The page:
GitHub for reviewing code

At my company, we’ve been using GitHub’s builtin code review tool. I totally agree with this assessment. GitHub would reap huge dividends by focusing more UX resources on their code review functionality.

Wrong Side of Memphis

A couple of weeks ago we started (in my current job) to use GitHub internally for our projects. We were already using git, so it sort of make sense to use GitHub, as it is very widespread and used in the community. I had used GitHub before, but only as a remote repository and to get code, but without much interaction with the “GitHub extra features”. I must say, I was excited about using it, as I though that it will be a good step forward in making the code more visible and adding some cool features.

One of the main uses we have for GitHub is using it for code reviews. In DemonWare we peer-review all the code, which really improves the quality of the code. Of course, peer-review is different from reviewing the code in an open software situation, as it is done more often and I suspect…

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The temptation of arrogance

I wanted to change the default alert sound for Calendar events on OSX Yosemite. I found a thread on about it. First, I was surprised to find there’s no way to customize the sound effect in the UI. Second, I was shocked to find this reply in the thread:

Let’s think about this.

This user is sincerely making the case that updating a config value in an obscure file (XCode recommended, by the way, because we don’t know the side effects) is a better solution than selecting an option from a menu in the Calendar app.

I’ve also seen this kind of arrogance in StackOverflow threads and other technical forums. When someone asks how to do something, someone replies to ask, “Why would you ever want to do that?”

It’s always disappointing to me to see technical knowledge being wielded as a weapon like this. A lot of people in the tech community lack the tiny amount of discipline required to act politely toward those who know less. It casts all of us in a bad light.

Installing a cursor position custom plugin in Sublime Text 3 on OSX

I couldn’t find any useful resource about how to install a custom Python script plugin in Sublime Text 3. It took me a while to figure it out, but the solution seems easy in retrospect.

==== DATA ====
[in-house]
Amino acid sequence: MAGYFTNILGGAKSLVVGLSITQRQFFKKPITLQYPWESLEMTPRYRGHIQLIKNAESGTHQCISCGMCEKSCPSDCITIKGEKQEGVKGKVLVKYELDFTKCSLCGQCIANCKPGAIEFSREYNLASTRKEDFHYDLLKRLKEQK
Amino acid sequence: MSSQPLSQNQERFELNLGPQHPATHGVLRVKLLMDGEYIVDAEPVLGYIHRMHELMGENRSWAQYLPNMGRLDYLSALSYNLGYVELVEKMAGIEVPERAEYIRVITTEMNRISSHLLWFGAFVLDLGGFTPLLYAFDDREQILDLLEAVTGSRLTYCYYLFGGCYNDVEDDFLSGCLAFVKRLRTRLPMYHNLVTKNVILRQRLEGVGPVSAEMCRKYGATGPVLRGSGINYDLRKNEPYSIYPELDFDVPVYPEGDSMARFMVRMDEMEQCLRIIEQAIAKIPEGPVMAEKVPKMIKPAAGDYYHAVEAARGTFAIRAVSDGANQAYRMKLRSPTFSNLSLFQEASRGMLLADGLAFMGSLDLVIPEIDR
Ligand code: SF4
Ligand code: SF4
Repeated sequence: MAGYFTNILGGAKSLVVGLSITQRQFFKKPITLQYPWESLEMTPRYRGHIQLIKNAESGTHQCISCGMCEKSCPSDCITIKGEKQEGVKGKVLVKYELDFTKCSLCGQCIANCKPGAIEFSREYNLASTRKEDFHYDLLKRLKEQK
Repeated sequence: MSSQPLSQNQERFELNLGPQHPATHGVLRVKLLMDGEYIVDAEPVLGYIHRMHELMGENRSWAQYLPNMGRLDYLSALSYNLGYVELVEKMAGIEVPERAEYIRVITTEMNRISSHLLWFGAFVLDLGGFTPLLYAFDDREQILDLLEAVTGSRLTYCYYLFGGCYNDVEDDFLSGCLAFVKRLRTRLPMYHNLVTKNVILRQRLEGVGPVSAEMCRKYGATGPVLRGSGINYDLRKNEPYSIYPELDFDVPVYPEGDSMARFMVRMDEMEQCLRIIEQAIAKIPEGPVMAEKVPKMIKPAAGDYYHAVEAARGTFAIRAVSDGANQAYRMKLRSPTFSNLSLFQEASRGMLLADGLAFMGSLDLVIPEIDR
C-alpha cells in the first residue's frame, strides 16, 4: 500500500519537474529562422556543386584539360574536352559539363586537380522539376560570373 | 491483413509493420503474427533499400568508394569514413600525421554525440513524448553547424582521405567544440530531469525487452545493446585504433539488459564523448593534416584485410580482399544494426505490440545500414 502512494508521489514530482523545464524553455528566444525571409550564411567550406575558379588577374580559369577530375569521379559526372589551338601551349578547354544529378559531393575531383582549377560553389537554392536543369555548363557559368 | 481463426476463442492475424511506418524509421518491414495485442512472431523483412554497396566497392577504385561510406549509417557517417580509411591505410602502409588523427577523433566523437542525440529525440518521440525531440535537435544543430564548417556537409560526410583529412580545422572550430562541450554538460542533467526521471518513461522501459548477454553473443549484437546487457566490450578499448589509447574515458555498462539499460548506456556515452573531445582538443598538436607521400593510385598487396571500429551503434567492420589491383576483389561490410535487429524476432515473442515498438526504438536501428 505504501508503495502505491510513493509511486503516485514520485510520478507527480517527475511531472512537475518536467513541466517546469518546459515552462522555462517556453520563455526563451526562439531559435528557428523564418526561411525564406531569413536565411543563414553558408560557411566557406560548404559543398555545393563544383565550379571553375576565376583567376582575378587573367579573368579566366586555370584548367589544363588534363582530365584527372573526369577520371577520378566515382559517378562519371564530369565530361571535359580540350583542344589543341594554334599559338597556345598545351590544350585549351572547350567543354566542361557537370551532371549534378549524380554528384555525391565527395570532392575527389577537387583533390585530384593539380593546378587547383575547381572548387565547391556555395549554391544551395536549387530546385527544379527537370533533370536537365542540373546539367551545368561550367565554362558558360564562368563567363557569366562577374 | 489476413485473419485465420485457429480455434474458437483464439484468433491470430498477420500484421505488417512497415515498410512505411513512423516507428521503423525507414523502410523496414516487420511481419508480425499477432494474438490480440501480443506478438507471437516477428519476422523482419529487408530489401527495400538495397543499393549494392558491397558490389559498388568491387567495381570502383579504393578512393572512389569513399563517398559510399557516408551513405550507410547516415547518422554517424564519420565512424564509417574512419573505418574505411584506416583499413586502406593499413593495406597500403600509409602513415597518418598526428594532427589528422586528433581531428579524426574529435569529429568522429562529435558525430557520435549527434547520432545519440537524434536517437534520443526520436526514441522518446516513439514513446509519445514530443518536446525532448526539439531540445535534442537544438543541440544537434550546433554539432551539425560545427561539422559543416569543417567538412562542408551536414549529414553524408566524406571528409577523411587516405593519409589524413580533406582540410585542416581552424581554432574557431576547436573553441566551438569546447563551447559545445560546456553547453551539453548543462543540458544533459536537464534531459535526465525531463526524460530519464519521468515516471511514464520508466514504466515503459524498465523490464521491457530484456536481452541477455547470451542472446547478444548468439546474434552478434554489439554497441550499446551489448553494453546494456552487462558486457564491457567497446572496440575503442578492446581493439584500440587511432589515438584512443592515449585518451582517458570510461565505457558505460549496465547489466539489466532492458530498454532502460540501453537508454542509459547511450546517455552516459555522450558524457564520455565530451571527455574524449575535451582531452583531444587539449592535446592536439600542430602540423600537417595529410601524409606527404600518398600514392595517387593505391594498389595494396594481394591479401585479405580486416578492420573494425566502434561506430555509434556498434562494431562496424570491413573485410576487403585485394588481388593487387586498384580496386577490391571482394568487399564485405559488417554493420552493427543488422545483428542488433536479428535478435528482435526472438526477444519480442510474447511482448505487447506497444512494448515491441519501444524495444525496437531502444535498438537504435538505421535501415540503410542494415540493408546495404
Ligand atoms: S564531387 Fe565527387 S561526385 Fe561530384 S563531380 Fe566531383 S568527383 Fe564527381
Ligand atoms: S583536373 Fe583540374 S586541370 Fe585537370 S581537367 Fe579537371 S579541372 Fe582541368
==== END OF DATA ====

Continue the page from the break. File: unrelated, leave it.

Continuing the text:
In Sublime Text, the bottom right corner of the window displays the line and column position of the cursor. For example, it might say:

Line 11, Column 35 denote that the cursor is currently at the 35th character on the 11th line of the file.

My goal was to get a counter that shows an absolute counter of the cursor’s position from the beginning of the file. I wanted this:

Character 1324, Line 11, Column 35

After some digging around on the internet, I found this plugin on GitHub, which was actually taken from this post on StackOverflow.

However, all the information about how to actually install this on OSX seemed to be outdated. They wanted me to save the Python script as a file in directories that did not exist. If I created the directories required and restarted Sublime Text, I would either see no effect or get an ugly error message.

The solution turned out to be simple. I just had to open Sublime Text, and find the right menu item:

Tools > New Plugin...

Then, I just pasted the script from GitHub into the window and saved it as

Now, the bottom-right corner of my Sublime Text window looks like this:

Screenshot 2015-11-20 21.13.52

A hidden gem in Manning and Schutze: what to call 4+-grams?


I’m a longtime fan of Chris Manning and Hinrich Schutze’s “Foundations of Natural Language Processing” — I’ve learned from it, I’ve taught from it, and I still find myself thumbing through it from time to time. Last week, I wrote a blog post on SXSW titles that involved looking at n-grams of different lengths, including unigrams, bigrams, trigrams and … well, what do we call the next one up? Manning and Schutze devoted an entire paragraph to it on page 193 which I absolutely love and thought would be fun to share for those who haven’t seen it.

Before continuing with model-building, let us pause for a brief interlude on naming. The cases of n-gram language models that people usually use are for n=2,3,4, and these alternatives are usually referred to as a bigram, a trigram, and a four-gram model, respectively. Revealing this will surely be enough to…

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